This also demonstrates that while there is a standard service length for kukris (a 12 to 13-in blade), kukris in general vary quite a lot in size and shape.
There is even a special type called a Kothimora kukri that is given away as a gift, either to individuals or groups, and it features a nicely decorated scabbard and handle made with high-quality materials.
There are also kukris made with special konra blades, which have to be about twice as heavy as the blade on a standard kukri and feature a two-hand grip. The reason for this is that these kukris might be used in ceremonies that involve cutting through the neck of a water buffalo.
The festival of Dashain is the most important Gurkha festival in the Army and it lasts for 15 days during late September and early October. This has been likened to the equivalent of Christmas for the Gurkhas and it is based around the Hindu Goddess of Power, Durga.
Traditionally the festival has involved a number of ceremonies in which animal sacrifices feature, thus the need for special-purpose kukris geared to these occasions.
Who Makes Kukris, And How Are They Made?
Traditionally, a village smith would have produced kutris for those living locally, and in fact individual craftsmen in Nepal still make them today, even though they are also mass produced.
The quality of both kinds of kukri can vary. In World War 2, for instance, Gurkhas given standard-issue, that is mass-produced, kukris preferred to use their own personal ones from home, since they were of higher quality.
It also seems reasonable to speculate that some of what explained these Gurkhas’ preferences for their own weapons was the familiarity they already had with them. A good kukri is said to have the right weight, balance and blade quality. Perhaps some level of variance in these ‘ideal’ characteristics, particularly the first two, allowed individual Gurkhas to get used to the weight and feel of their own individual kukris, and they did not like the feel of new ones.
What seems more clear cut, to use a pun, is the quality of the materials used to make a kukri. Those made with poor-quality steel are obviously least ideal. Apparently, a good step-up from this, weirdly enough, is a kukri made from railway track and old motor-vehicle springs, while the best option is one made of good steel.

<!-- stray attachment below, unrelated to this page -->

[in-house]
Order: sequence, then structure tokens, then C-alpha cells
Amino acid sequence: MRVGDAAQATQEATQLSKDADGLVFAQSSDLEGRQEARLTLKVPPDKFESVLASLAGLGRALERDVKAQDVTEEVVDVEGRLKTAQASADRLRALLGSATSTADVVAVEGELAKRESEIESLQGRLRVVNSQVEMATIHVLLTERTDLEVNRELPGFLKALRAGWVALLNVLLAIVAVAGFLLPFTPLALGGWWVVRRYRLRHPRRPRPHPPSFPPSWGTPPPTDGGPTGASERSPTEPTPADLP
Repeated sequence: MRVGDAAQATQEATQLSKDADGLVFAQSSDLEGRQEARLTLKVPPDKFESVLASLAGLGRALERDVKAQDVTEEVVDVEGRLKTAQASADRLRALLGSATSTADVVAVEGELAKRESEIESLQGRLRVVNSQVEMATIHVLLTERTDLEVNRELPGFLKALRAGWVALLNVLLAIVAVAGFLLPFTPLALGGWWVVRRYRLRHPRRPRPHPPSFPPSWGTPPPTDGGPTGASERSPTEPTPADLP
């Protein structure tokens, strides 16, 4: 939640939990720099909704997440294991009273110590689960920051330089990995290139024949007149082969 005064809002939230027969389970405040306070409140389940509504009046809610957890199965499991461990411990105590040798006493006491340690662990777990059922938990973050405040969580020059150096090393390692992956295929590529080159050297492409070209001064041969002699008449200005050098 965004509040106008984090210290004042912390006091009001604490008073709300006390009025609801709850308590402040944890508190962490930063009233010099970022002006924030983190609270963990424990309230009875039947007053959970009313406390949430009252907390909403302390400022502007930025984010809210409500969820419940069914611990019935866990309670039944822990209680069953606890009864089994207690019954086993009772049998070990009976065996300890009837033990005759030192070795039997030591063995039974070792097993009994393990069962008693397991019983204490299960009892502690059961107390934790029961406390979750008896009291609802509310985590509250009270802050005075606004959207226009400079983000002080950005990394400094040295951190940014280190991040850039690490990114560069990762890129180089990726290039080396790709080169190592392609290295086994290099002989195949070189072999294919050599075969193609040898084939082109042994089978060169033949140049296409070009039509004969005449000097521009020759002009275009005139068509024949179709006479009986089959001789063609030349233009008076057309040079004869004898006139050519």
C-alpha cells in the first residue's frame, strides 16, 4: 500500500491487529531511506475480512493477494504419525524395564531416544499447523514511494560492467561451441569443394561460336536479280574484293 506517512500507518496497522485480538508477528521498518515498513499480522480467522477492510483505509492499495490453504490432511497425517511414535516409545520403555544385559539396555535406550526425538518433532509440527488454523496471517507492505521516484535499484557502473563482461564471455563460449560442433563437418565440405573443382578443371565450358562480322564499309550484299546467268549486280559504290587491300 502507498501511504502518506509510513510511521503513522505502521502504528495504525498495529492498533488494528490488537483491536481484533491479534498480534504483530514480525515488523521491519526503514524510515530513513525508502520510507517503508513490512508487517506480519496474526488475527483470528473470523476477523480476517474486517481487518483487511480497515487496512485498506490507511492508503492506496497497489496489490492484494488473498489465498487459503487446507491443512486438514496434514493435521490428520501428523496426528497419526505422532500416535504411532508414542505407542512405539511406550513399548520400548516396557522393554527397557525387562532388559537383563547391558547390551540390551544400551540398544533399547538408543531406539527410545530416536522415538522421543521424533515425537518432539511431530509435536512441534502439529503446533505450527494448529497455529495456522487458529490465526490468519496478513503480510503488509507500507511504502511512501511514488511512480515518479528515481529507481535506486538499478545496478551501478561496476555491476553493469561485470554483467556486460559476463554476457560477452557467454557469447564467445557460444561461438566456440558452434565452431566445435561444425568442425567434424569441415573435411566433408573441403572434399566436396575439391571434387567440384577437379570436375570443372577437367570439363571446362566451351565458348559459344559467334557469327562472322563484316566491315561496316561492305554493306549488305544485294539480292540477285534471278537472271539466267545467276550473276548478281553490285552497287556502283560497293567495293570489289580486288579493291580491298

The metal is not the only component though: wood and leather are required for the scabbard, and the hilt and handle are commonly made of metal, wood and possibly bone, and traditionally also ivory.
The standard service kukri has a 12 to 13-inch blade which is fashioned through smithing. The handles are attached either via rivets through a two-piece hilt or through a tang that sits inside the grip.
What Makes Kukris So Lethal, And How Are They Used To Deadly Effect By Gurkhas?
Despite the focus here on the materials, the most important factor in the quality of a kukri is its user.
In the case of the Gurkhas, they have a head start on the rest of us. Nepalese boys traditionally get their first kukris at around age five, when they begin using it for various tasks.
It is this continuous practice at chopping wood, hunting and, possibly, opening cans, that helps them learn to use it so adeptly. Many of the skills they develop with the kukri then end up being transferrable to a military context.
This may be why it is said to be almost impossible to parry a swipe made with kukri by a Gurkha, so don’t forget to try shaking your head if he uses one in your presence!
Thanks to the Gurkha Museum for assistance with this article.
Cover image: MoD